In addition, Democrats say the bill will provide about $10 billion in grants and rebates for homeowners to make their homes more energy efficient. It would offer 10 years of tax credits to help offset the costs of installing rooftop solar panels, electric appliances and efficient HVAC technologies like heat pumps.
The bill would “enable major efficiency and electrification upgrades in millions of homes and buildings to save energy and improve comfort and health, especially for low- and moderate-income households,” the American Council for an Energy-Efficient Economy wrote in a statement.
“It would accelerate the shift to clean, electric vehicles while widening access to affordable transportation and cutting air pollution in disadvantaged communities,” the group added.
The bill is widely being hailed as a breakthrough by climate groups.
“This is a game changer,” Leah Stokes, a climate policy expert at the University of California Santa Barbara and adviser to Congressional Democrats, wrote on Twitter. “It would be the largest climate investment in American history – 4 times bigger than the recovery act. It would bring clean energy jobs to America and lower energy bills for American families.”
Jesse Jenkins, an energy expert whose ZERO Lab at Princeton University models greenhouse gas reductions, wrote on the platform that he calculates the bill could provide up to 75% of the reductions needed to meet the U.S. goal of halving its greenhouse gas emissions by 2035.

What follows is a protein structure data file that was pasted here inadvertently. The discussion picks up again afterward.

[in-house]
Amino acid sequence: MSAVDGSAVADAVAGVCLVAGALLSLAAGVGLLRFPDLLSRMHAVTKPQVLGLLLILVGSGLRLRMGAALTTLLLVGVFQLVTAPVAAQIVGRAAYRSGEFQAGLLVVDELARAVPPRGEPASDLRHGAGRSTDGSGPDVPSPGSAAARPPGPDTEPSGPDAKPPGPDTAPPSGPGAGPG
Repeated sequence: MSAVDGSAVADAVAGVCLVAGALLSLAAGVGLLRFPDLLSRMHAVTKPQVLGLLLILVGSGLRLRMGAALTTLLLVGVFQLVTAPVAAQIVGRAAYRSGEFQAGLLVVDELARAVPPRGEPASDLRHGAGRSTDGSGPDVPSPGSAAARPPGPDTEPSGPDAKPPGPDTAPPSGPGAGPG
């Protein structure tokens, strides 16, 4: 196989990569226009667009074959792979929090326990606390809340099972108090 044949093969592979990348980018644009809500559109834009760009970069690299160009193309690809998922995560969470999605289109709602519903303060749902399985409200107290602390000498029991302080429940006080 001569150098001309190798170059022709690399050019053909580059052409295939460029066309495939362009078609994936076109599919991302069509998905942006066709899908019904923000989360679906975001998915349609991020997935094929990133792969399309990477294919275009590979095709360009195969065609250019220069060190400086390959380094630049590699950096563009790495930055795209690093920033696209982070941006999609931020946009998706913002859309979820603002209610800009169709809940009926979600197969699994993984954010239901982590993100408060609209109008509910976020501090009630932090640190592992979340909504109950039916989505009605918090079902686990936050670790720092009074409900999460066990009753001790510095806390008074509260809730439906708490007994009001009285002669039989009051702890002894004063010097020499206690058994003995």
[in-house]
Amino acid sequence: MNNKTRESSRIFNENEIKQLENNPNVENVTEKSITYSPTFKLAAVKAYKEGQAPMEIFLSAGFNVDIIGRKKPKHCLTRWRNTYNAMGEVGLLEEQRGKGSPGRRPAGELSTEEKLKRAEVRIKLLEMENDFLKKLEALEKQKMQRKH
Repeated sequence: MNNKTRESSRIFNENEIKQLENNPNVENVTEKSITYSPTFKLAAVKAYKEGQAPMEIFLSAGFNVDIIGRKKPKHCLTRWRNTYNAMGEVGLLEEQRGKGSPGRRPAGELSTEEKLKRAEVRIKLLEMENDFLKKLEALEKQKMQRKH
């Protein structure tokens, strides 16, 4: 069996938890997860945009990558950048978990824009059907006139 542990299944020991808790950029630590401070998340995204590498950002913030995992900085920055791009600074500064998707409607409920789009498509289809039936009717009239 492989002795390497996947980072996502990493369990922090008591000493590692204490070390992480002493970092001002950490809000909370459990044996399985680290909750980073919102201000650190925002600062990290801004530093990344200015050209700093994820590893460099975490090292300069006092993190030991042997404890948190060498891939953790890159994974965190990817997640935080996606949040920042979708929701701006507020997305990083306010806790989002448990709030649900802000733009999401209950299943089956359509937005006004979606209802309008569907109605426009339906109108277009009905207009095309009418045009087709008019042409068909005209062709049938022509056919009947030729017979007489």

“This is huge,” Jenkins wrote.
Appalachian Voices, a nonprofit supporting a clean environment and energy transition in the coal-heavy region, noted the bill also “restores a tax on coal to support the Black Lung Disability Trust Fund” and provides $10 billion to rural electric cooperatives. 
“Historically, rural communities were the last to gain access to electricity but have long borne the burden of polluting energy infrastructure, extraction and energy waste,” Brianna Knisley, Tennessee Campaign Manager for the group, stated in an email.  “We are thrilled to see provisions in this bill that provide funding for renewable and efficient rural energy infrastructure so that rural communities are not left behind in the clean energy transition.”
Varshini Prakash, executive director of the Sunrise Movement, a youth-led movement advocating political action on climate change said it is “critical that we pass the best possible version of this bill that we can.”
“We just experienced an atrocious heat wave,” Prakash added. “There are droughts, floods, and increasingly worsening climate disasters. This is just the beginning of the climate crisis. There is no option to give up or sit this one out.”
Kyle Bagenstose covers climate change, chemicals, water and other environmental topics for USA TODAY. He can be reached at [email protected] or on Twitter @kylebagenstose.
Elizabeth Weise covers climate and environmental issues for USA TODAY. Reach out to her at [email protected] On Twitter @eweise.